Google scraps plans to manage people's bank accounts

The retreat comes months after the departure of a key executive leading the effort.

Richard Nieva Former senior reporter
Richard Nieva was a senior reporter for CNET News, focusing on Google and Yahoo. He previously worked for PandoDaily and Fortune Magazine, and his writing has appeared in The New York Times, on CNNMoney.com and on CJR.org.
Richard Nieva
2 min read

Google is retreating from online banking.

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Google is scrapping plans to manage the bank accounts of users through its mobile payments app, the company said Friday.

Last year, the search giant announced an overhaul of its Google Pay service, which lets people pay for things using their phones. The changes extended the focus of the service to online banking and saw Google partner with a handful of banks and financial institutions, including Citi and the Stanford Federal Credit Union, to create a "mobile-first" bank account called Plex, with no monthly fees or overdraft charges. 

Google had promised a better user experience for mobile banking, relying on the company's software chops and artificial intelligence to modernize the technology. Now the company is backing away from the project.

"Our work with our partners has made it extremely clear that there's consumer demand for simple, seamless and secure digital payments for online and in-store transactions," a Google spokesperson said in a statement. "We're updating our approach to focus primarily on delivering digital enablement for banks and other financial services providers rather than us serving as the provider of these services."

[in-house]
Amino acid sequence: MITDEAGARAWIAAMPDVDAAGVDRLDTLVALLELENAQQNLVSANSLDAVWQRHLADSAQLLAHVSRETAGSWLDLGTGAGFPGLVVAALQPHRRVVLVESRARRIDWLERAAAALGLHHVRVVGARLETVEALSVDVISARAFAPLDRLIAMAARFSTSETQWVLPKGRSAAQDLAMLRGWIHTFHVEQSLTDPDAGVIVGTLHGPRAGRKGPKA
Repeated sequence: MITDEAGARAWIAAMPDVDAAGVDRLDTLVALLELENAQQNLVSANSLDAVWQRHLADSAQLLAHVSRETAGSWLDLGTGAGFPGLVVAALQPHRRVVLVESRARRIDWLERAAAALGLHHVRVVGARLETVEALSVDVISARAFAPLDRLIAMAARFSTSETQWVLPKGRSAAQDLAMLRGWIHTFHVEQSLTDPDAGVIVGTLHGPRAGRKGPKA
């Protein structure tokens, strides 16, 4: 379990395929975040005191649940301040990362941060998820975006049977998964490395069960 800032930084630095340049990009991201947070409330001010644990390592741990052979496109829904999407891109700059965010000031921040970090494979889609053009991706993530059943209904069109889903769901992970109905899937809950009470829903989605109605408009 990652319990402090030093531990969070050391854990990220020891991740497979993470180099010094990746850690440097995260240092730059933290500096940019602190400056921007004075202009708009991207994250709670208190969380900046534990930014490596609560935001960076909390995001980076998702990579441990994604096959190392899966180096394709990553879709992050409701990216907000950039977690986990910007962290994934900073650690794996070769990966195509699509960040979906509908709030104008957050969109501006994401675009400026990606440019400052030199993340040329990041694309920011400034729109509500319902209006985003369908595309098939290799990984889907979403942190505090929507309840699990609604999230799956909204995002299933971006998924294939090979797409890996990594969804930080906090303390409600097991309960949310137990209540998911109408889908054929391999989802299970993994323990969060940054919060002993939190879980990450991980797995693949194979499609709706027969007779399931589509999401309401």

The shift in plans comes months after Caesar Sengupta, a Google veteran and key executive leading the effort, departed the company. In his place Google President of Commerce Bill Ready, former chief operating officer of PayPal, stepped in to head the project. The Wall Street Journal earlier reported that Google was abandoning the initiative.

The financial services sector has enticed many of the world's largest tech companies, from Apple to Samsung. In 2019, Apple announced its own branded credit card, called Apple Card, launched in partnership with Goldman Sachs. The service offers daily cash back, a titanium physical card and no annual or late fees. 

But Google's retreat from banking underscores the difficulty Silicon Valley has had breaking into the market. Efforts from other tech giants, like a push from Facebook into cryptocurrency, have stalled as well.